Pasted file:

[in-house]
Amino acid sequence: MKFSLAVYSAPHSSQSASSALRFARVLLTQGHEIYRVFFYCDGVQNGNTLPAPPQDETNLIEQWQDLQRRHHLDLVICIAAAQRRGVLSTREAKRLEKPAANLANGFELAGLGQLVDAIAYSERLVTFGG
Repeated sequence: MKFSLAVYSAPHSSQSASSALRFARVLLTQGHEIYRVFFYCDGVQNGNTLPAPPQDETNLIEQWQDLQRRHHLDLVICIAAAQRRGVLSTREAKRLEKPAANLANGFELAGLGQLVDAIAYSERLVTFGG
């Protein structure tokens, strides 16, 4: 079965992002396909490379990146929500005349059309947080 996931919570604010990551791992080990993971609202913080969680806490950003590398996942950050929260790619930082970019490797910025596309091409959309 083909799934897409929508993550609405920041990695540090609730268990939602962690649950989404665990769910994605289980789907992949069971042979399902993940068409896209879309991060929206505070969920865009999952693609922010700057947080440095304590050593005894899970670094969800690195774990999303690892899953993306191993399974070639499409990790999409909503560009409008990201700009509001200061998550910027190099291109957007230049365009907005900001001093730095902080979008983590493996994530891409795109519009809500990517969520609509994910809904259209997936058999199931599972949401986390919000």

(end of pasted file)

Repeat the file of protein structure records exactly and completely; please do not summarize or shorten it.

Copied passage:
[in-house]
Amino acid sequence: MKFSLAVYSAPHSSQSASSALRFARVLLTQGHEIYRVFFYCDGVQNGNTLPAPPQDETNLIEQWQDLQRRHHLDLVICIAAAQRRGVLSTREAKRLEKPAANLANGFELAGLGQLVDAIAYSERLVTFGG
Repeated sequence: MKFSLAVYSAPHSSQSASSALRFARVLLTQGHEIYRVFFYCDGVQNGNTLPAPPQDETNLIEQWQDLQRRHHLDLVICIAAAQRRGVLSTREAKRLEKPAANLANGFELAGLGQLVDAIAYSERLVTFGG
């Protein structure tokens, strides 16, 4: 079965992002396909490379990146929500005349059309947080 996931919570604010990551791992080990993971609202913080969680806490950003590398996942950050929260790619930082970019490797910025596309091409959309 083909799934897409929508993550609405920041990695540090609730268990939602962690649950989404665990769910994605289980789907992949069971042979399902993940068409896209879309991060929206505070969920865009999952693609922010700057947080440095304590050593005894899970670094969800690195774990999303690892899953993306191993399974070639499409990790999409909503560009409008990201700009509001200061998550910027190099291109957007230049365009907005900001001093730095902080979008983590493996994530891409795109519009809500990517969520609509994910809904259209997936058999199931599972949401986390919000």